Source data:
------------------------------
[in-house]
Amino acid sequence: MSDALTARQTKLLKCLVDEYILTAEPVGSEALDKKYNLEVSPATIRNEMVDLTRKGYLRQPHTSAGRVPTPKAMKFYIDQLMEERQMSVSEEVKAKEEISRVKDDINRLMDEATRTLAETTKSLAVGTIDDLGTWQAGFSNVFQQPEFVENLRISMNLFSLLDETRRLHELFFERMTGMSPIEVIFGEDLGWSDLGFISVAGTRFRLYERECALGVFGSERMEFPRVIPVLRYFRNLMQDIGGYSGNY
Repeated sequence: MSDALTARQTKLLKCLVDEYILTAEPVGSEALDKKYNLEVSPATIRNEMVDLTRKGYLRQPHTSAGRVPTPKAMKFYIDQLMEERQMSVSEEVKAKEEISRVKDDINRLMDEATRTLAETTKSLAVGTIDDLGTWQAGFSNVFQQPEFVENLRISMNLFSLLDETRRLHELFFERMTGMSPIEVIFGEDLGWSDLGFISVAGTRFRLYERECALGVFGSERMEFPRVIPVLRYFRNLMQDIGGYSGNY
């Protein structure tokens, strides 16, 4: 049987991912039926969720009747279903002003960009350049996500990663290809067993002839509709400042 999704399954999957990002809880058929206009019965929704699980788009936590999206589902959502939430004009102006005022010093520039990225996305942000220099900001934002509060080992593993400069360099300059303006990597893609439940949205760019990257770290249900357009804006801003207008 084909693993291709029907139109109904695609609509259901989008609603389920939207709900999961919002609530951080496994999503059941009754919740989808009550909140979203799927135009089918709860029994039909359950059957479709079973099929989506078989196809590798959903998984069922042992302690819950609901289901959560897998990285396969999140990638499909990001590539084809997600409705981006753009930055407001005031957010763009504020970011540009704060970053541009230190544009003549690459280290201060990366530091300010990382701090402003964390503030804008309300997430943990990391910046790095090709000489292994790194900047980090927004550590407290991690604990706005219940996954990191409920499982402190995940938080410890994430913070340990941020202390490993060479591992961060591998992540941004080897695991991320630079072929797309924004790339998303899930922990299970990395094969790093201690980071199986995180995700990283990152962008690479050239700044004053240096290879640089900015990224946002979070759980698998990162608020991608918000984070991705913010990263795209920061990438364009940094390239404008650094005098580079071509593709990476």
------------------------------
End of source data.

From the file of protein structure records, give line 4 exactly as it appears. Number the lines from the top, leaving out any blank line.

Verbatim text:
């Protein structure tokens, strides 16, 4: 049987991912039926969720009747279903002003960009350049996500990663290809067993002839509709400042 999704399954999957990002809880058929206009019965929704699980788009936590999206589902959502939430004009102006005022010093520039990225996305942000220099900001934002509060080992593993400069360099300059303006990597893609439940949205760019990257770290249900357009804006801003207008 084909693993291709029907139109109904695609609509259901989008609603389920939207709900999961919002609530951080496994999503059941009754919740989808009550909140979203799927135009089918709860029994039909359950059957479709079973099929989506078989196809590798959903998984069922042992302690819950609901289901959560897998990285396969999140990638499909990001590539084809997600409705981006753009930055407001005031957010763009504020970011540009704060970053541009230190544009003549690459280290201060990366530091300010990382701090402003964390503030804008309300997430943990990391910046790095090709000489292994790194900047980090927004550590407290991690604990706005219940996954990191409920499982402190995940938080410890994430913070340990941020202390490993060479591992961060591998992540941004080897695991991320630079072929797309924004790339998303899930922990299970990395094969790093201690980071199986995180995700990283990152962008690479050239700044004053240096290879640089900015990224946002979070759980698998990162608020991608918000984070991705913010990263795209920061990438364009940094390239404008650094005098580079071509593709990476």